Commencement 2019: Hope, Heroes, and Love
Posted on May 19, 2019
I’ve been thinking a lot about our Commencement exercises a week ago. It was a special couple of days, record setting days really. We had this year some 21,000 graduates, many of them coming to Manchester to march and receive their diploma, in four ceremonies over two days. Yes, my hand was sore after all that handshaking, but I wouldn’t trade the experience (more fist bumping I might be tempted to encourage). Anyone who was there will attest to the sense of celebration and that particular SNHU mix of ceremony with warmth and affection. Our Commencement speakers all commented on it – the feeling in the arena, the joy and pride, all the while being well managed and tight (we had one small stumble with name reading, but quickly got back on pace). Our team does an amazing job.
I find myself in the aftermath thinking more about the behind the scenes stories, the ones most people do not get to see. The audience sees only a hint of the more than 700 staff that show up to make everything work.
Their delight in the students is infectious and they bring order to chaos, even stepping in to do a touch of make-up if necessary.
Students often rush in late, almost panicked, and our staff calmly takes care of everything, with a smile and reassurance, and everyone ends up where they need to be. It really does take a village to make something this big, this complex, work so well. We talk a lot about mission, but mission is lived out in the work and SNHU staff are the most mission driven, student-focused people I know.
Everyone gets to see our Commencement speakers on stage, but behind stage it’s fun to see them meet people, take selfies, and connect as regular people. Here’s Senator Cory Booker taking photos with some of our faculty.
Whether or not one cares for his politics, he seemed to be utterly authentic in the joy he took in meeting people, the hugs he gave graduates, and the warmth he showed everyone. He is the first Commencement Speaker to ask if he could join me to shake hands and he did, the whole time, and one could tell that rather than deplete him, the interactions charge his battery.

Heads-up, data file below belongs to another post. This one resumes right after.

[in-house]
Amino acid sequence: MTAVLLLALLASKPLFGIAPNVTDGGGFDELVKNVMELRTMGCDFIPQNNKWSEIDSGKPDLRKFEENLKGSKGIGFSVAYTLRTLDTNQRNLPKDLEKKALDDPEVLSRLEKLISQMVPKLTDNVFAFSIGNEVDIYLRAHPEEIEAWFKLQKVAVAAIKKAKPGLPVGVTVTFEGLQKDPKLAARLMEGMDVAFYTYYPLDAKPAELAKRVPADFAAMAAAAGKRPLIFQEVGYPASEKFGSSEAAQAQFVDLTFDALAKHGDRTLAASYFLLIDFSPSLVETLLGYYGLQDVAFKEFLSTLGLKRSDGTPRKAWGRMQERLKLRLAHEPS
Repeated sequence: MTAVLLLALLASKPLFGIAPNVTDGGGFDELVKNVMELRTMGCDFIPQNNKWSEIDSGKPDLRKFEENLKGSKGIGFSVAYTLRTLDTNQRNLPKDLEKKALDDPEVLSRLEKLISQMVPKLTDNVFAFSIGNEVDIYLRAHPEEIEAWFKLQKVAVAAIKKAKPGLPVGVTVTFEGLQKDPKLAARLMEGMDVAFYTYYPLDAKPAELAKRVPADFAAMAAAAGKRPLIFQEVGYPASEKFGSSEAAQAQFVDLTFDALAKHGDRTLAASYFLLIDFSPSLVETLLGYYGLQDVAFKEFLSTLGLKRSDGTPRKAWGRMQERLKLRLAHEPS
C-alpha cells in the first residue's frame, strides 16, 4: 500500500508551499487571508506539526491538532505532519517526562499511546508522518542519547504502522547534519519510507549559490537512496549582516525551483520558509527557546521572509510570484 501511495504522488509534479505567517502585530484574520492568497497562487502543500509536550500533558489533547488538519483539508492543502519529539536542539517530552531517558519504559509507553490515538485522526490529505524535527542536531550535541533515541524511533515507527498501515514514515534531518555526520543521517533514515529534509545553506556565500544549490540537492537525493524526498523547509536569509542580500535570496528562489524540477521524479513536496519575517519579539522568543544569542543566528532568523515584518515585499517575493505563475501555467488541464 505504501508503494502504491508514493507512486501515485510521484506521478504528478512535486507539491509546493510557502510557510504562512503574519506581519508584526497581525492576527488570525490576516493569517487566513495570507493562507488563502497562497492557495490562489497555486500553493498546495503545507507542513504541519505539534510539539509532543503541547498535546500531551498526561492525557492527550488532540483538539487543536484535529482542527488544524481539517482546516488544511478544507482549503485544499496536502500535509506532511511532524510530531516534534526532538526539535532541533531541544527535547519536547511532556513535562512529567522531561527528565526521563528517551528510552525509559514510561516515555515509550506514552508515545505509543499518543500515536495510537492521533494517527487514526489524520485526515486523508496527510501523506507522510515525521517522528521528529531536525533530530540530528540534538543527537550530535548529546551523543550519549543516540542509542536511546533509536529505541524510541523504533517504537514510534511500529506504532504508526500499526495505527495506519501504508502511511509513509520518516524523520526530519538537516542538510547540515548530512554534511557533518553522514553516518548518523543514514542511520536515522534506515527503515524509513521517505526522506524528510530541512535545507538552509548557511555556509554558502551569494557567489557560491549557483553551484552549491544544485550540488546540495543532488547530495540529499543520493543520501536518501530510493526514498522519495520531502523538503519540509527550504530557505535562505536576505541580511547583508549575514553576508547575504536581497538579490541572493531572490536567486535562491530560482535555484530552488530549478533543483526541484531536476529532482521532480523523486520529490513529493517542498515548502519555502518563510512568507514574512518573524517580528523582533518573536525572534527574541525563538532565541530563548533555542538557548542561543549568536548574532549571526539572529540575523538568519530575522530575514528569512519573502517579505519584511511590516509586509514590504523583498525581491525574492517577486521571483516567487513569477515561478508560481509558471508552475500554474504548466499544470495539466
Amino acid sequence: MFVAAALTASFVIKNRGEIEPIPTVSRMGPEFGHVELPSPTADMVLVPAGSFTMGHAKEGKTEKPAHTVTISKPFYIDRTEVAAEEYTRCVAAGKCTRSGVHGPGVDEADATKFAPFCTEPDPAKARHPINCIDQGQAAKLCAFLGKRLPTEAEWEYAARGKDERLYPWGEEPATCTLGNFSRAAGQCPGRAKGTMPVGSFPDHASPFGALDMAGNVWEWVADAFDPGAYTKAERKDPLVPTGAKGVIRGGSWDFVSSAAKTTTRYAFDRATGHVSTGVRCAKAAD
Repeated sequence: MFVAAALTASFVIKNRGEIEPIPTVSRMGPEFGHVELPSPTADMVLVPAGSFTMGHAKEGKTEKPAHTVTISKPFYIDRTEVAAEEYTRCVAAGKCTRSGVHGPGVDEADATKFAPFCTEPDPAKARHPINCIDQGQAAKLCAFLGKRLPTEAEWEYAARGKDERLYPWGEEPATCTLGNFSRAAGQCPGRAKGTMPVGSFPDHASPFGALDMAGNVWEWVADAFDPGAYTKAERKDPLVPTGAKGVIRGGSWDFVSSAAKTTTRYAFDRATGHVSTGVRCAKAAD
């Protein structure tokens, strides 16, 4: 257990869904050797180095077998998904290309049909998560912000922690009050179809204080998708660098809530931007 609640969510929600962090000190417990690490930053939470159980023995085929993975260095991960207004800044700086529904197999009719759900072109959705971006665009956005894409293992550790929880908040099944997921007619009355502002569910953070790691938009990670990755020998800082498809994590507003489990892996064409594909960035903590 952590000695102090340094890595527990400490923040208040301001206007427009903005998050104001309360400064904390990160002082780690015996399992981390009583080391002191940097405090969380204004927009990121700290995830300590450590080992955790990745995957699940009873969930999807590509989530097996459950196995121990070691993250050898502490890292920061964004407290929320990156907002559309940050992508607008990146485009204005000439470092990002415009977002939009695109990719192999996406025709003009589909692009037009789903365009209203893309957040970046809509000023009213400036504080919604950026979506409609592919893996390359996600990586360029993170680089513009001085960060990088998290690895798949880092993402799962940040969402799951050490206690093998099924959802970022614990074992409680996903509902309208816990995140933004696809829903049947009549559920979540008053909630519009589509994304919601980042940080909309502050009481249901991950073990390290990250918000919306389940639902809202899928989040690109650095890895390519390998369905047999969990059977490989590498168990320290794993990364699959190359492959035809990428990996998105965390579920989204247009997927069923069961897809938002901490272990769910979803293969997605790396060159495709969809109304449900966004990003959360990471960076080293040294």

I loved that he brought his mom, Carolyn, and I got to meet her in the green room.
She is old enough to have be heartened by the enormous changes in America and the impact of the Civil rights movement, to be dismayed by how far we still have to go in terms of race in America, and to have unbounded pride that her son is a U.S. Senator and candidate for the presidency. She was lovely and gracious and, on Mother’s Day, a reminder that no matter how famous, liked or disliked, everyone was someone’s baby and in that mysterious mix of nature and nurture, mothers bring both.
Commencement audiences love seeing the service dogs that often assist our graduates. In the minutes before the ceremony, Harley was dressed, ready, and resting up.
I often think dogs were put on this earth to remind us humans to up our game.
The real stars of Commencement are the students and while everyone gets to see them, only a handful of people in the room know their stories. They are inspirational stories. Here are just a few of them:
Sarah Schoenback, a campus student who excelled in school, despite losing three years of memory. She suffered a traumatic brain injury while playing varsity soccer in high school. The injury caused her to lose three years of memory and she had to re-learn how to walk and talk. Despite losing years of educational experience, Sarah overcame her obstacles and caught up in school. She graduated from high school with a 3.8 GPA and also excelled at SNHU as a double major — elementary education and special education.
Hanna Sheppard, a formerly paralyzed student, defied the odds and walked across the stage to receive her master’s degree. She was thirteen when she dove into her backyard swimming pool and broke her neck, paralyzing herself instantly. She was told she’d never walk again. After months of uncertainty and acute physical therapy, she was able to stand on her own. She later regained her ability to walk independently, with a slight limp on her right side. Hanna thought she’d never be able to walk again, but she persisted. She walked proudly across the stage to receive her diploma.